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'Chill The Build' Lawsuit Dismissed; Highrose/Verandas Project Moves Ahead

Apr 02, 2024 10:27AM ● By Jeanne Fratello
The "Chill the Build" lawsuit, which sought to halt construction on the Highrose/Verandas project in the El Porto section of Manhattan Beach, has been dismissed. 

Chill the Build LLC said in a statement that it did not have the funding to continue the challenge, so it had withdrawn its lawsuit.

The Highrose/Verandas project is proposed as a 96,217 square-foot, four-story multifamily residential structure at Highland and Rosecrans. The design calls for 79 units, six of which would be set aside for "very low income" households.

The proposal had drawn vocal opposition from some residents, who have said that it would take away from the small-town character of the El Porto neighborhood and could make traffic and parking issues significantly worse.

Draft renderings of the proposed Highrose project, as provided by Withee Malcolm Design Studio.

Furthermore, opponents cited a potential "adverse impact" to health and safety of future residents due to the proposed development's proximity to the neighboring Chevron refinery in El Segundo.

Nevertheless, El Porto is a sought-after destination with ocean views and great surf. Notably, more than 35 properties sit on Crest Drive in El Porto directly backing up to Chevron property, and many others sit adjacent to those properties east of Highland Ave. Those properties trade for millions.

A three-bedroom, four-bathroom townhome that is essentially bordered by the refinery to the north and east, for example, sold for $3.1 million in October 2023.

Lawsuit Followed City Approval

In January 2023, after the City Council approved the project, Chill The Build filed a lawsuit against Manhattan Beach to challenge the council’s approval of the project. In late 2023, Chill the Build filed a motion for a preliminary injunction aiming to stop excavation, demolition, and construction at the site. But the injunction effort was denied on Nov. 30, 2023, and green construction fences surrounded the property.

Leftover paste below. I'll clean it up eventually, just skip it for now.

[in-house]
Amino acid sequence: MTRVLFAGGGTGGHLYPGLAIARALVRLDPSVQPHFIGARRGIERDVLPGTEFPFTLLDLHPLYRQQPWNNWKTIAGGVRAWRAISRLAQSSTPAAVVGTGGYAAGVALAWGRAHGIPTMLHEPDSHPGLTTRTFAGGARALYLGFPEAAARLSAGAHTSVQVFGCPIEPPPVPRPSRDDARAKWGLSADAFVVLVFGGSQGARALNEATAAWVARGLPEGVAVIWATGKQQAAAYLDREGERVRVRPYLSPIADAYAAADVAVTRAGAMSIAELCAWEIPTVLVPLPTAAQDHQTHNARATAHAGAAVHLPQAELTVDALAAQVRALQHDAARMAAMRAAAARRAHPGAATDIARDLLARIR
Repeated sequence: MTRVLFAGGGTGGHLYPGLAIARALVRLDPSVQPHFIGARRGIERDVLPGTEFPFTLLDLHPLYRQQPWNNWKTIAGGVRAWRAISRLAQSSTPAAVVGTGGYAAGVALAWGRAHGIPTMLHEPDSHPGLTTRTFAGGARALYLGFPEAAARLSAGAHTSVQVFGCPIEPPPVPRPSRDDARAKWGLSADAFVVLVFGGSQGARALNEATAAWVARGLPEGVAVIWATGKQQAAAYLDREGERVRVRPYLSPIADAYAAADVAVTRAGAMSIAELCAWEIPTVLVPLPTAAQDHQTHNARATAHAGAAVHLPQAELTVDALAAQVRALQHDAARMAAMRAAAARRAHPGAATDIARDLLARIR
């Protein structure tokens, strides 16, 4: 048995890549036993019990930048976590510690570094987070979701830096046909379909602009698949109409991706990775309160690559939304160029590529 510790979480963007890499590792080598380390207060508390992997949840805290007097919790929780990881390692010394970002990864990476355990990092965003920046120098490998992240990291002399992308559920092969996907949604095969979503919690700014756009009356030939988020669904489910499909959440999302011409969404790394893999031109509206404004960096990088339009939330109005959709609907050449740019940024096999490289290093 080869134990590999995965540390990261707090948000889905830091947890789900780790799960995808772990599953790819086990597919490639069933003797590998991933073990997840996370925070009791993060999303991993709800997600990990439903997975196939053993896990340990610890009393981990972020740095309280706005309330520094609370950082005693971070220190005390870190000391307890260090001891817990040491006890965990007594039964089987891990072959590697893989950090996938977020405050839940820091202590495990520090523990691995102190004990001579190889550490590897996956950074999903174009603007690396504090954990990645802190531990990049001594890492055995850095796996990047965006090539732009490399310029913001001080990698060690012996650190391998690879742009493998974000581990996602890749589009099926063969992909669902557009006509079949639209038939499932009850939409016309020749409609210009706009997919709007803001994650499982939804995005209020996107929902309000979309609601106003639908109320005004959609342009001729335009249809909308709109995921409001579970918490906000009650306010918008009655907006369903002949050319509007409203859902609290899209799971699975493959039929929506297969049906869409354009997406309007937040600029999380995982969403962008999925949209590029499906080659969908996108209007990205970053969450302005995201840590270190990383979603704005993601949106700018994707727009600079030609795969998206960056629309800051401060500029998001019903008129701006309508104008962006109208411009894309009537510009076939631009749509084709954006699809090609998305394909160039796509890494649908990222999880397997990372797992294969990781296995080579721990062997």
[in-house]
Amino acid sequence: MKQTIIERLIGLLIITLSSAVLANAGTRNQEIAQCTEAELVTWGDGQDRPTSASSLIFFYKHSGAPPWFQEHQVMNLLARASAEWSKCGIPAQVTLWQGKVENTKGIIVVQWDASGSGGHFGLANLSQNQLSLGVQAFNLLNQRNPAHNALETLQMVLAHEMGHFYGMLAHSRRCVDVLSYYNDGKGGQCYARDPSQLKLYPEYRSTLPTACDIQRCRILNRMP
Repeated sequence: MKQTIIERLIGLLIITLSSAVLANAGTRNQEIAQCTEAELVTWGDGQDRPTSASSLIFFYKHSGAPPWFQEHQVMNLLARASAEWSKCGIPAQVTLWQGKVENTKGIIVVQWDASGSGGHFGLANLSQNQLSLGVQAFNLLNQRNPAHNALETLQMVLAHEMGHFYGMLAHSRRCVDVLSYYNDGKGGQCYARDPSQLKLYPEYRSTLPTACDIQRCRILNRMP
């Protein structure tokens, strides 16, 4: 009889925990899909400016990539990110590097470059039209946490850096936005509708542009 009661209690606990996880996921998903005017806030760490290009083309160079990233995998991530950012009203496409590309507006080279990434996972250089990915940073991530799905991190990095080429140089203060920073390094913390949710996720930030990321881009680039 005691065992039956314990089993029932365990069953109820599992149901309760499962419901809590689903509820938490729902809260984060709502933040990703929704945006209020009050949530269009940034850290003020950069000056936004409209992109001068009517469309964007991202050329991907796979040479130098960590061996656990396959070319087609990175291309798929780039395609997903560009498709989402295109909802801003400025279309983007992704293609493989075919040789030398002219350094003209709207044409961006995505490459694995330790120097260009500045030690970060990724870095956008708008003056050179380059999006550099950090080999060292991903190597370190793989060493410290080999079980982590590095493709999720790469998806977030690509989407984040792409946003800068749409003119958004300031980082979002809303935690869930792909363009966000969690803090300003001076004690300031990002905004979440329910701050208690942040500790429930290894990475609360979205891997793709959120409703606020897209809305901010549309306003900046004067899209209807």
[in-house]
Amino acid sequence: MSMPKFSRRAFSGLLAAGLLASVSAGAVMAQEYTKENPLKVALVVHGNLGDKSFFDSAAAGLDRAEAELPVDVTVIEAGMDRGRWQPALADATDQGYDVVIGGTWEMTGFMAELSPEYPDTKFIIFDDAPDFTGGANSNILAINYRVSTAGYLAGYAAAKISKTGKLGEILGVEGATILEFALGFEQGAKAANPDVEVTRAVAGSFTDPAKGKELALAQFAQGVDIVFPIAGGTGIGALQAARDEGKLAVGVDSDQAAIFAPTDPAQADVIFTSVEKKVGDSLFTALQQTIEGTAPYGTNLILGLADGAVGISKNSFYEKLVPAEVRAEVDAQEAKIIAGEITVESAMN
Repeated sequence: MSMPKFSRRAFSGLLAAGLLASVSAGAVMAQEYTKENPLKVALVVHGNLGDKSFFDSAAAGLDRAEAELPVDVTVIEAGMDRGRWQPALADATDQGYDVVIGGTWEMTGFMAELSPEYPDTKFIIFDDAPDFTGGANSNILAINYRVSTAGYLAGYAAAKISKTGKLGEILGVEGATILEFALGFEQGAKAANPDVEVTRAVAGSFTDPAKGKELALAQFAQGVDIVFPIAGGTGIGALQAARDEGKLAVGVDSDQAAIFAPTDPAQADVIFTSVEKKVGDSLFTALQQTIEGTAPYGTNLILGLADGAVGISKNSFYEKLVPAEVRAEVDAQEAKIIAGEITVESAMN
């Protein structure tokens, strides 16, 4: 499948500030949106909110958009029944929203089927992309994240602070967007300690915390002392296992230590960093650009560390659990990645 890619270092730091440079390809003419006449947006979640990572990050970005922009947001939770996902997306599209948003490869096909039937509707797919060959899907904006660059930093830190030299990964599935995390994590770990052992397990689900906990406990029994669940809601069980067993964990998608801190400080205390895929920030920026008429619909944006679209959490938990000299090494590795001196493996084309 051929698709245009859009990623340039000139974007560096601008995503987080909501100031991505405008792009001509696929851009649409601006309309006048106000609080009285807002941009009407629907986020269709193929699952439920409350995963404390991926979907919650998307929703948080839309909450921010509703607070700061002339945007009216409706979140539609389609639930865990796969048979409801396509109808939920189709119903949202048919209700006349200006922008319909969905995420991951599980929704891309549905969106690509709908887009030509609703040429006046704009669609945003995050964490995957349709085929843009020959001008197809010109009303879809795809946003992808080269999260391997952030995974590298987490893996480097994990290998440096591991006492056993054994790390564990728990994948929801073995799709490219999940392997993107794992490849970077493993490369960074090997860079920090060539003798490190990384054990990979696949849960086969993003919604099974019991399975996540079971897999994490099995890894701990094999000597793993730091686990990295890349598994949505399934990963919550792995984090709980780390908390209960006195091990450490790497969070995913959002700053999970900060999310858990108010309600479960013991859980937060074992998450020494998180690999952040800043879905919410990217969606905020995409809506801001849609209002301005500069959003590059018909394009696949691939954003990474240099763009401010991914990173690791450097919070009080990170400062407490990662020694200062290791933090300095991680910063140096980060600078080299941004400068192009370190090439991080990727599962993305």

Today all of the old buildings on site have been demolished and cleared, including the Verandas event site, a mini-mall/office complex known as the Trade Winds and another building including the bar formerly known as Summers.


In denying the group's motion, Los Angeles Superior Court Judge Curtis Kin ruled that Chill The Build “did not demonstrate a likelihood of prevailing on the merits of the case,” either under state law or the California Environmental Quality Act (CEQA).

In the Court’s ruling, the judge wrote that the court finds no likelihood of petitioner’s success in establishing a CEQA violation.

In light of the ruling, Chill The Build filed a notice to dismiss its complaint with prejudice, and the court did dismiss it on March 8. Chill The Build’s lawsuit is finished and the housing project continues.

In a press release Monday, the City of Manhattan Beach said the project "brings much-needed affordable housing options to Manhattan Beach."

For more information about the development project, visit the city's Highrose/Veranda page.

The proposed Verandas project (facing along Rosecrans Ave. in Manhattan Beach). Image via Project Verandas.


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